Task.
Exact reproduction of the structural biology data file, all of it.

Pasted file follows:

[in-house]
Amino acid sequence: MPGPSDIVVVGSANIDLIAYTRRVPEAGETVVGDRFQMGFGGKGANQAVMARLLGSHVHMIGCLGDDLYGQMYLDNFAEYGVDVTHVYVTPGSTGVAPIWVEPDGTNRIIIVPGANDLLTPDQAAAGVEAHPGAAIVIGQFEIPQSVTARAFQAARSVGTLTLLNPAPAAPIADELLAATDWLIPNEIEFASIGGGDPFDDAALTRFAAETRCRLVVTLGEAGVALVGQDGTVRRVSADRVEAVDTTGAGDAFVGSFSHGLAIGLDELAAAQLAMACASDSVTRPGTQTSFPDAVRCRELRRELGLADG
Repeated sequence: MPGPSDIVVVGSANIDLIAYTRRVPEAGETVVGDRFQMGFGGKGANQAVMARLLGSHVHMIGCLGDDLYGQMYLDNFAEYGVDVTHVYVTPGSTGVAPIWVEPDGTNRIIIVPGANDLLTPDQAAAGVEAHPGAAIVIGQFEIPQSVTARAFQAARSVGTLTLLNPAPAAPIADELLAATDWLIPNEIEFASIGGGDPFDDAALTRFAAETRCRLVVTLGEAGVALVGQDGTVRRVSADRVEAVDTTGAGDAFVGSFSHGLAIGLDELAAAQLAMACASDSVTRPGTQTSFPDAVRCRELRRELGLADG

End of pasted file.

[in-house]
Amino acid sequence: MPGPSDIVVVGSANIDLIAYTRRVPEAGETVVGDRFQMGFGGKGANQAVMARLLGSHVHMIGCLGDDLYGQMYLDNFAEYGVDVTHVYVTPGSTGVAPIWVEPDGTNRIIIVPGANDLLTPDQAAAGVEAHPGAAIVIGQFEIPQSVTARAFQAARSVGTLTLLNPAPAAPIADELLAATDWLIPNEIEFASIGGGDPFDDAALTRFAAETRCRLVVTLGEAGVALVGQDGTVRRVSADRVEAVDTTGAGDAFVGSFSHGLAIGLDELAAAQLAMACASDSVTRPGTQTSFPDAVRCRELRRELGLADG
Repeated sequence: MPGPSDIVVVGSANIDLIAYTRRVPEAGETVVGDRFQMGFGGKGANQAVMARLLGSHVHMIGCLGDDLYGQMYLDNFAEYGVDVTHVYVTPGSTGVAPIWVEPDGTNRIIIVPGANDLLTPDQAAAGVEAHPGAAIVIGQFEIPQSVTARAFQAARSVGTLTLLNPAPAAPIADELLAATDWLIPNEIEFASIGGGDPFDDAALTRFAAETRCRLVVTLGEAGVALVGQDGTVRRVSADRVEAVDTTGAGDAFVGSFSHGLAIGLDELAAAQLAMACASDSVTRPGTQTSFPDAVRCRELRRELGLADG